October 21, 2021
Federal Reserve Board announces a broad set of new rules that will prohibit the purchase of individual securities, restrict active trading, and increase the timeliness of reporting and public disclosure by Federal Reserve policymakers and senior staff
For release at 2:00 p.m. EDT
Following a comprehensive review, the Federal Reserve Board on Thursday announced a broad set of new rules that will prohibit the purchase of individual securities, restrict active trading, and increase the timeliness of reporting and public disclosure by Federal Reserve policymakers and senior staff. As a result of the new policies, senior Federal Reserve officials will be limited to purchasing diversified investment vehicles, like mutual funds.
The new restrictions will apply to both Reserve Bank and Board policymakers and senior staff and prohibit them from purchasing individual stocks, holding investments in individual bonds, holding investments in agency securities (directly or indirectly), or entering into derivatives. The new rules are expansive and are designed to place the Federal Reserve's investment and trading rules at the forefront among major federal agencies.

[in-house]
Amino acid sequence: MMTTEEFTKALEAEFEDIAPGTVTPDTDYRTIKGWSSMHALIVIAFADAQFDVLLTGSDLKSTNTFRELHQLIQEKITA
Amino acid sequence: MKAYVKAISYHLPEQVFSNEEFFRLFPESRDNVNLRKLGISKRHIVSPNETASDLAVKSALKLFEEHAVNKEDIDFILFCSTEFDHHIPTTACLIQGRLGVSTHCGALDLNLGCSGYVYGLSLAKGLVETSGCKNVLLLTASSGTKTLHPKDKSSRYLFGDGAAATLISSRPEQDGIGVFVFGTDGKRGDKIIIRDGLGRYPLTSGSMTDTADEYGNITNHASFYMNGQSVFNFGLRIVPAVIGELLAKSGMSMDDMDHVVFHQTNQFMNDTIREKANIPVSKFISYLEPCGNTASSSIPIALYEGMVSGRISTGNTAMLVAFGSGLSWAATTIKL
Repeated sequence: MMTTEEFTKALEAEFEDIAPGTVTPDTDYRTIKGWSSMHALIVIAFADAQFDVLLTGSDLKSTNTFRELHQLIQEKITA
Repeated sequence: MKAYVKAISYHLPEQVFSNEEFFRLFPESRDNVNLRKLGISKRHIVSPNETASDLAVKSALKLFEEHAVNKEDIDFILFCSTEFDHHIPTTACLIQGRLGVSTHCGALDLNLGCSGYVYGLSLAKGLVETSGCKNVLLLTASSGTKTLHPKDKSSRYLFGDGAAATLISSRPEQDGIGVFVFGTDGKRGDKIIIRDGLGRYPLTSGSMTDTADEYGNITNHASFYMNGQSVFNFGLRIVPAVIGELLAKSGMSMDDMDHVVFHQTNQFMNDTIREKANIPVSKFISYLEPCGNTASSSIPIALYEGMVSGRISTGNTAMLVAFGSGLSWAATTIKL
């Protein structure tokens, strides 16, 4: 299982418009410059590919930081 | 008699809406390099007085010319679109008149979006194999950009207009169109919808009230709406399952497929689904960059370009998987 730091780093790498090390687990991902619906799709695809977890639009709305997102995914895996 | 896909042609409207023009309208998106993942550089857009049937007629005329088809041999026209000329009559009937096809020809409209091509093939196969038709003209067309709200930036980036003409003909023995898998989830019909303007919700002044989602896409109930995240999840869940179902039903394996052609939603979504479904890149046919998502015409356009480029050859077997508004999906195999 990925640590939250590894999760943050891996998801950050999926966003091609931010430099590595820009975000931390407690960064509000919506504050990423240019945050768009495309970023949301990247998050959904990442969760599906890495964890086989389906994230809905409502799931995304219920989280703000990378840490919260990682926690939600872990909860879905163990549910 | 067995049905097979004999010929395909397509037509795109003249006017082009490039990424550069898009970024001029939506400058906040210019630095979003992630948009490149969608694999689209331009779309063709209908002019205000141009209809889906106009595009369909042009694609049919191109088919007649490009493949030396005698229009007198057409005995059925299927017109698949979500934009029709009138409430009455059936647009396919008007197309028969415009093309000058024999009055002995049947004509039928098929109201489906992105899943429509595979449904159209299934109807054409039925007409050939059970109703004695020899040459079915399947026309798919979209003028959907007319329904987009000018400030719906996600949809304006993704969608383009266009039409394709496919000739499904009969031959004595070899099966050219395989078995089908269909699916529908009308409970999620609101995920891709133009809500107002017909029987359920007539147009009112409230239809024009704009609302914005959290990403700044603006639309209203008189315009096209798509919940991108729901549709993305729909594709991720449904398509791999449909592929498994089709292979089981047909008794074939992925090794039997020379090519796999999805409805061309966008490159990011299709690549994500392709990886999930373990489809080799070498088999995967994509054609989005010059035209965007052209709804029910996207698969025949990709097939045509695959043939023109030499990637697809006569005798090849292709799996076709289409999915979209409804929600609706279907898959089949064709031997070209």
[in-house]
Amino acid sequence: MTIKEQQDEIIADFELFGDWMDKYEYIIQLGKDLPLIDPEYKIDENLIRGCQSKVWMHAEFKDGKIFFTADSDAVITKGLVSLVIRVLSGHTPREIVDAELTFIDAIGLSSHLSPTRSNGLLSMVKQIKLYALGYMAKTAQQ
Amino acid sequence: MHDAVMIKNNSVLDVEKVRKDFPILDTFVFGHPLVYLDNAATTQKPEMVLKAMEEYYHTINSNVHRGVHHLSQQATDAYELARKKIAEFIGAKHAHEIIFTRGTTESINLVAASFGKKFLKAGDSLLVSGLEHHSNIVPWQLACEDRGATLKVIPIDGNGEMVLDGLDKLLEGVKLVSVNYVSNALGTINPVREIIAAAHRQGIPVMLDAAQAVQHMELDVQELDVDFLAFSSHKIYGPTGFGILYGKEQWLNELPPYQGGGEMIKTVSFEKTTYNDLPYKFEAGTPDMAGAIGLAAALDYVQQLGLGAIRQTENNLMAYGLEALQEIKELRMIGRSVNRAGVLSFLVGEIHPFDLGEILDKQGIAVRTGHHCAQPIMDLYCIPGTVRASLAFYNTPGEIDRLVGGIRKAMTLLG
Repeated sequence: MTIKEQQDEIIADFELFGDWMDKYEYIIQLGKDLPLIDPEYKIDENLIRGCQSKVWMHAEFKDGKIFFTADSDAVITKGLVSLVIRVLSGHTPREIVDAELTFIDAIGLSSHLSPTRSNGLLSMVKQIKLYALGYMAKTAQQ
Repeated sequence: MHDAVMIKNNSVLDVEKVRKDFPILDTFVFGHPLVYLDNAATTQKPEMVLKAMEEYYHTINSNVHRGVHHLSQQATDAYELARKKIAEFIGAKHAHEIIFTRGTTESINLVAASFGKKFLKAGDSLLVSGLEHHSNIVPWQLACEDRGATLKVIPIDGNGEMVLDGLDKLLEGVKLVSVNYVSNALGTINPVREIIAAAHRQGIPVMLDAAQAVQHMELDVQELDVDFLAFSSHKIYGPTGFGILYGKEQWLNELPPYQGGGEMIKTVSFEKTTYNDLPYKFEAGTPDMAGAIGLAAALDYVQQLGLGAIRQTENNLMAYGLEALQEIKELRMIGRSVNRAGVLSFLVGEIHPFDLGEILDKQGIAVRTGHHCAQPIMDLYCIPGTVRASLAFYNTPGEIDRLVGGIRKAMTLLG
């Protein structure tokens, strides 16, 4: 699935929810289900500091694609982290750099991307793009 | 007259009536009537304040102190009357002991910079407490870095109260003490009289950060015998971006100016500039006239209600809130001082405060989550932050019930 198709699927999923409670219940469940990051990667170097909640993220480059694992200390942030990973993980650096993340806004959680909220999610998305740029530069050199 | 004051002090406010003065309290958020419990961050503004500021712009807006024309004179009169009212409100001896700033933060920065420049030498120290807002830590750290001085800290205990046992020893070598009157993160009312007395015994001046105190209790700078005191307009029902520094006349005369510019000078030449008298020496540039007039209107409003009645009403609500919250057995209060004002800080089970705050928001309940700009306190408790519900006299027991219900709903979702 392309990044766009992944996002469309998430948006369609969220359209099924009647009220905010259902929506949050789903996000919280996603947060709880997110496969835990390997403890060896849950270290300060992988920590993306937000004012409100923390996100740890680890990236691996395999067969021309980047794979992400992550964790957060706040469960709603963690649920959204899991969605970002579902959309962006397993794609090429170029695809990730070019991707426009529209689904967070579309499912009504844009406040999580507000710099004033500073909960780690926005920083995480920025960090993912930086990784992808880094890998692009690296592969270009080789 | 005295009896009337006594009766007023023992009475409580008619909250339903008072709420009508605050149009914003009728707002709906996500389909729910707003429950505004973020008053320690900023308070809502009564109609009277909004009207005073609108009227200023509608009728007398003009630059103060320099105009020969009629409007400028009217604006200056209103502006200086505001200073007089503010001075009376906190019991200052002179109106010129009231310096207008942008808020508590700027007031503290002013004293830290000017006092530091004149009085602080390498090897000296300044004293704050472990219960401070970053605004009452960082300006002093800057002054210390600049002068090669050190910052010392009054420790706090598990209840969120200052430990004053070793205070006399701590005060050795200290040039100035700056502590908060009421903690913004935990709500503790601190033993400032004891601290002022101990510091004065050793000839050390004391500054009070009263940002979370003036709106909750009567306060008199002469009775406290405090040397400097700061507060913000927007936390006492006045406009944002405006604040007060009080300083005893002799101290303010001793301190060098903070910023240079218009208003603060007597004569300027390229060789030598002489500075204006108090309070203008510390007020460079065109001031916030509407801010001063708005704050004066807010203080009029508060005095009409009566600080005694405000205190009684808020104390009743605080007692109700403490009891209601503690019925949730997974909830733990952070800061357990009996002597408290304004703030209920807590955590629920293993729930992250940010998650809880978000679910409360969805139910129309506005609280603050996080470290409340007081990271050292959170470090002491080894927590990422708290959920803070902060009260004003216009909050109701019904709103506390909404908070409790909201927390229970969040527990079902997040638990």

"These tough new rules raise the bar high in order to assure the public we serve that all of our senior officials maintain a single-minded focus on the public mission of the Federal Reserve," said Federal Reserve Board Chair Jerome H. Powell.
To help guard against even the appearance of any conflict of interest in the timing of investment decisions, policymakers and senior staff generally will be required to provide 45 days' advance notice for purchases and sales of securities, obtain prior approval for purchases and sales of securities, and hold investments for at least one year. Further, no purchases or sales will be allowed during periods of heightened financial market stress.
Reserve Bank presidents now will be required to publicly disclose financial transactions within 30 days, as Board Members and senior staff currently do.
The Board and the Reserve Banks will incorporate these new restrictions into the appropriate Federal Reserve rules and policies over the coming months.